The language of the law. Part Latin, part Anglo-Saxon, all confusing.
Reader Joanne Shackford Parkes has a somewhat unsavory black sheep in her family who was involved in a court case in New York City in 1854. Allegations of abduction and seduction were met, of course, with denials, and the case was ultimately dismissed when the complaining party bolted for the wilds of New Jersey and refused to press the charges.
As she was trying to make sense of the reports she found about the case, Joanne came up against a term she hadn’t seen before. “Newspapers refer to George’s counsel as ‘ex-Recorder’ Tallmadge,” she wrote, “and I’m trying to find out what an ex-Recorder was. I can find Mr Tallmadge listed as a Recorder but am still puzzled as to what this title was. A Zanesville newspaper article referring to this case mentions a Recorder Tilton ‘in his charge to the grand jury.’ which has me guessing the Recorder was the prosecutor. But I would like to be sure…”
Welcome to the wonderful wacky world of New York justice. Where there were more courts and more court officials under more names for longer periods than almost anywhere else.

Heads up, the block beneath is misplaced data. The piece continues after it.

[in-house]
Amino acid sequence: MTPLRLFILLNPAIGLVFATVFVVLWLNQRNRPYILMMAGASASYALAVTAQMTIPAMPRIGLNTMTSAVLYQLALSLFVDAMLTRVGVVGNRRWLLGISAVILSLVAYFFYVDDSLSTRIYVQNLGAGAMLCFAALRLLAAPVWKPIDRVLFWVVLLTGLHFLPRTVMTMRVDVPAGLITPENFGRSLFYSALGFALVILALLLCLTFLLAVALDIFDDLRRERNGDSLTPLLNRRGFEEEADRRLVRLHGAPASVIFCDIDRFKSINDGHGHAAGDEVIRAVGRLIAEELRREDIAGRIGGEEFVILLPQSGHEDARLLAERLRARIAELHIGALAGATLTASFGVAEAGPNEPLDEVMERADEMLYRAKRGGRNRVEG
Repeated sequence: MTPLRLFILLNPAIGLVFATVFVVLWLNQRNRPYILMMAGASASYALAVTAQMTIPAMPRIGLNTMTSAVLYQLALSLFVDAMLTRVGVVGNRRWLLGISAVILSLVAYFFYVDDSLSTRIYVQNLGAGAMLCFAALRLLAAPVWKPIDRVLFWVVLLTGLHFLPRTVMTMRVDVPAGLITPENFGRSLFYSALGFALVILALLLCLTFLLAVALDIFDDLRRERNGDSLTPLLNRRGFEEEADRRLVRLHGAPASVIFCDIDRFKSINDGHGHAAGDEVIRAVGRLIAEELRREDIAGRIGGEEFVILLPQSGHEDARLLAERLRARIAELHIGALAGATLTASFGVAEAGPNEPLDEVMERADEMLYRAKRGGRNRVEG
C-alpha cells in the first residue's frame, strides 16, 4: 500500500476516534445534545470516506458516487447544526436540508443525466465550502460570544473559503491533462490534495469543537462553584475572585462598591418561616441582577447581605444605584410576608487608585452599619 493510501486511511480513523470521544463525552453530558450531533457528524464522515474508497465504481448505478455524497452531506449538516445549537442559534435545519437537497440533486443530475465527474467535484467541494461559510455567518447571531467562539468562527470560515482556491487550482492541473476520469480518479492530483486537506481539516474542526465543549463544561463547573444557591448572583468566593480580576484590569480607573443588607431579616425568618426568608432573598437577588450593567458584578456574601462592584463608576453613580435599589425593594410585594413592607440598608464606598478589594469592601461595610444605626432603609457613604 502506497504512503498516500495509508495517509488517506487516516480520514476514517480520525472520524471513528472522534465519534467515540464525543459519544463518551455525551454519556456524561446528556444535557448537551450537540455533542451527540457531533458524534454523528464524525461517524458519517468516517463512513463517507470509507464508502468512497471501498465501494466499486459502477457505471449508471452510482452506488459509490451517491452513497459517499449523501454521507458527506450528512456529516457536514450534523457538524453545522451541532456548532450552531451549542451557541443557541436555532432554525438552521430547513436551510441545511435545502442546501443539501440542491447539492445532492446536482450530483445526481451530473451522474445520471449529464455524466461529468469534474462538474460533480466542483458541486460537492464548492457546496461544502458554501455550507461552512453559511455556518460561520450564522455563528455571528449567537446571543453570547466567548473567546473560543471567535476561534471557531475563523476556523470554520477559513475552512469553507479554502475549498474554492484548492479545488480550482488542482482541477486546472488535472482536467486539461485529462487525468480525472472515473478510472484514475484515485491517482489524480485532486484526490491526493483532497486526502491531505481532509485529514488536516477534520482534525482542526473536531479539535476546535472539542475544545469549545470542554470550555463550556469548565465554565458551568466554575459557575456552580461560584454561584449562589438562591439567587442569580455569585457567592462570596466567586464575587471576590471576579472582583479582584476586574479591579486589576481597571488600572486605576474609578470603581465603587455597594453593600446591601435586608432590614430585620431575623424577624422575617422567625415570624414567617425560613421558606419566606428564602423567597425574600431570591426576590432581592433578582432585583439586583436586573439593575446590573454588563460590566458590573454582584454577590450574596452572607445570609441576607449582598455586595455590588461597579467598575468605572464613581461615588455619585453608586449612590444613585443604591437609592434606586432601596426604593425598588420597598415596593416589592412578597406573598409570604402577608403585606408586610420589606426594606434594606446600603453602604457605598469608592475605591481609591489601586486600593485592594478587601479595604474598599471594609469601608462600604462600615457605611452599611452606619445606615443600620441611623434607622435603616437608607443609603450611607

To understand the Recorder in New York City, we have to go all the way back to 1683 when Thomas Dongan, Earl of Limerick, was the Colonial Governor of New York. New York City at the time was pretty much a sleepy little town that had enjoyed the “ancient customes, Priviledges and Immunityes” granted to it by an earlier Governor, Richard Nicolls. And the mayor and aldermen (equivalent to a city council) wanted that to continue, so they asked Governor Dongan for a charter from the Duke of York, otherwise known as James II.1
And, in particular, these local politicians wanted their own local government to be patterned on that of the City of London, England, and they asked to have a recorder — just as there was in London — to help the mayor with judicial and court matters.2
Dongan was accommodating to the New Yorkers. In 1684, he gave them what they wanted in almost every particular although formal confirmation had to wait until the Duke of York approved. But in the meantime he went ahead and appointed James Graham as recorder on 14 January 1684. The very next day, Graham was sworn into office, and the whole group — mayor, aldermen and recorder — opened court in City Hall with Graham at “ye right hand of ye mayor.”3
That government structure was confirmed by Dongan with approval of James II in 1686, in what’s known as the Dongan Charter of New York City. That provided that “there shall be forever hereafter within the said city, a Mayor and Recorder, Town Clerk and six Alderman and six Assistants…”4